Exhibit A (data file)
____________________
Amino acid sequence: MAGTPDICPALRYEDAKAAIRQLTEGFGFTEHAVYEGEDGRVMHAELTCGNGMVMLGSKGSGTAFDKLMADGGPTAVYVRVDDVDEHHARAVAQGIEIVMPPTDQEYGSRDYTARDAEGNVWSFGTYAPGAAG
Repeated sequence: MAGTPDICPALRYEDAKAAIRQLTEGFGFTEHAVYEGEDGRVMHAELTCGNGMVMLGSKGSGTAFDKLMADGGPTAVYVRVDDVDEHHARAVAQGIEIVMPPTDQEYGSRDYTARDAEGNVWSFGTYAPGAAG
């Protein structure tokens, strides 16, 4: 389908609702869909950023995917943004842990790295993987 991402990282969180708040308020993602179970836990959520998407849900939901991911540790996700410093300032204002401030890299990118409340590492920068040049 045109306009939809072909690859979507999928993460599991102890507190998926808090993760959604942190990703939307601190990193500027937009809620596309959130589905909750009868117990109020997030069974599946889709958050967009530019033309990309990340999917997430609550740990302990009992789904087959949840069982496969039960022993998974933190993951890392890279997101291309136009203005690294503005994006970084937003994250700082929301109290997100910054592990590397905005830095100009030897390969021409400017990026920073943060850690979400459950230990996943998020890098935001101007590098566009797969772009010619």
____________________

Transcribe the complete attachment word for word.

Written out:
Amino acid sequence: MAGTPDICPALRYEDAKAAIRQLTEGFGFTEHAVYEGEDGRVMHAELTCGNGMVMLGSKGSGTAFDKLMADGGPTAVYVRVDDVDEHHARAVAQGIEIVMPPTDQEYGSRDYTARDAEGNVWSFGTYAPGAAG
Repeated sequence: MAGTPDICPALRYEDAKAAIRQLTEGFGFTEHAVYEGEDGRVMHAELTCGNGMVMLGSKGSGTAFDKLMADGGPTAVYVRVDDVDEHHARAVAQGIEIVMPPTDQEYGSRDYTARDAEGNVWSFGTYAPGAAG
């Protein structure tokens, strides 16, 4: 389908609702869909950023995917943004842990790295993987 991402990282969180708040308020993602179970836990959520998407849900939901991911540790996700410093300032204002401030890299990118409340590492920068040049 045109306009939809072909690859979507999928993460599991102890507190998926808090993760959604942190990703939307601190990193500027937009809620596309959130589905909750009868117990109020997030069974599946889709958050967009530019033309990309990340999917997430609550740990302990009992789904087959949840069982496969039960022993998974933190993951890392890279997101291309136009203005690294503005994006970084937003994250700082929301109290997100910054592990590397905005830095100009030897390969021409400017990026920073943060850690979400459950230990996943998020890098935001101007590098566009797969772009010619």